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Belletristik / Comic
Funnybooks is the story of the most popular American comic books of the 1940s and 1950s, those published under the Dell label. For a time, "Dell Comics Are Good Comics" was more than a slogan—it was a simple statement of fact. Many of the stories written and drawn by people like Carl Barks (Donald Duck, Uncle Scrooge), John Stanley (Little Lulu), and Walt Kelly (Pogo) repay reading and rereading by educated adults even today, decades after they were published as disposable entertainment for children. Such triumphs were improbable, to say the least, because midcentury comics were so widely dismissed as trash by angry parents, indignant librarians, and even many of the people who published them. It was all but miraculous that a few great cartoonists were able to look past that nearly universal scorn and grasp the artistic potential of their medium. With clarity and enthusiasm, Barrier explains what made the best stories in the Dell comic books so special. He deftly turns a complex and detailed history into an expressive narrative sure to appeal to an audience beyond scholars and historians.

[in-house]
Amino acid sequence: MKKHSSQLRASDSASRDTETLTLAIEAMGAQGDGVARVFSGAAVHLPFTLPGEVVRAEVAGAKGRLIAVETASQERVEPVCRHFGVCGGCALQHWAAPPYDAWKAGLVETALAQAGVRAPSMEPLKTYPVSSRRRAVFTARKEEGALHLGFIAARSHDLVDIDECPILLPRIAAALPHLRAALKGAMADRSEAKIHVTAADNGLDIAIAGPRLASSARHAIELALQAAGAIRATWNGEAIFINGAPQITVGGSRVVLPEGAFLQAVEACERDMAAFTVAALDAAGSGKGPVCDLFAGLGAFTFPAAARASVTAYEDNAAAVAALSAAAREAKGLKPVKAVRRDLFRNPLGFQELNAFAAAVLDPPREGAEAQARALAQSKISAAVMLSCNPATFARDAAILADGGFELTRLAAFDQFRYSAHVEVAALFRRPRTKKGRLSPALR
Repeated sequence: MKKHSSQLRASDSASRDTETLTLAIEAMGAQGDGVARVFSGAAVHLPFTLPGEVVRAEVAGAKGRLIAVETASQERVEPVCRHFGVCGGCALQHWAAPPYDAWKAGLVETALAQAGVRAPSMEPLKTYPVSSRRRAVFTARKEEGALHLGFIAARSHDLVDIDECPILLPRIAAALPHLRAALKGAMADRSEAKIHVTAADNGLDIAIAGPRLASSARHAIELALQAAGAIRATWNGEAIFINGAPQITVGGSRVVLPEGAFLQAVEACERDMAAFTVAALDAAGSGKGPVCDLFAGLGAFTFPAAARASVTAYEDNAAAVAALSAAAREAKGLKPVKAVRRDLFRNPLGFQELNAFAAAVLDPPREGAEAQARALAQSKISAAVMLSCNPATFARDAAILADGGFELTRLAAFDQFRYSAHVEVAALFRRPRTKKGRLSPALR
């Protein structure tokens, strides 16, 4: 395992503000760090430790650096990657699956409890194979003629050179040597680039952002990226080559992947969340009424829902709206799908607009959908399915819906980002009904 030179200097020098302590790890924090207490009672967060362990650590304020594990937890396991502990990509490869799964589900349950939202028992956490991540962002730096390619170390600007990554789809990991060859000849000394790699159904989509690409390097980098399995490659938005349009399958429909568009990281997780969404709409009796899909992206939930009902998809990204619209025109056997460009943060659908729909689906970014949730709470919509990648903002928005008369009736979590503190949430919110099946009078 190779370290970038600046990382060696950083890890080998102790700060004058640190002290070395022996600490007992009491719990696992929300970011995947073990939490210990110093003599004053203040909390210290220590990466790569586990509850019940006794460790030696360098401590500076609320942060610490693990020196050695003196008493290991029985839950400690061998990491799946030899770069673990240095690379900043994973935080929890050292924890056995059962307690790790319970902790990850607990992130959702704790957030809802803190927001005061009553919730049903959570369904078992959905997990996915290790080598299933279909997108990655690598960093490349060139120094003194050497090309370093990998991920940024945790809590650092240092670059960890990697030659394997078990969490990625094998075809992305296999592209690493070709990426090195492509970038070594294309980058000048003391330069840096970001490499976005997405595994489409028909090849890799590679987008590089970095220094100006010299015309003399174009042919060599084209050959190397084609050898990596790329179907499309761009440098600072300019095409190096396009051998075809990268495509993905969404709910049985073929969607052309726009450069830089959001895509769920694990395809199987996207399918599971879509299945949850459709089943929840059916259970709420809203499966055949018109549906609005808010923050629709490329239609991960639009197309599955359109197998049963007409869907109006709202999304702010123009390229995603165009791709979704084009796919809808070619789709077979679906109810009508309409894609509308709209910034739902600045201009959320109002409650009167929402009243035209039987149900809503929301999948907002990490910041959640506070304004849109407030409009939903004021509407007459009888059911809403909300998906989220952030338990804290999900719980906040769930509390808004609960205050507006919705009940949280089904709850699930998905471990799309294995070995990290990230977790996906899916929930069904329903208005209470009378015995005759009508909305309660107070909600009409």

american comics, business, retrospective, comic studies, comic book history, walt kelly, enthusiasm, comic books, disney, pogo, comic history, art, donald duck, 20th century comic books, uncle scrooge, literary criticism, cartoonists, business history, animation graphic design, john stanley, little lulu, artists, literary, carl barks, entertainment industry, dell comics, midcentury comics, comics, artistic potential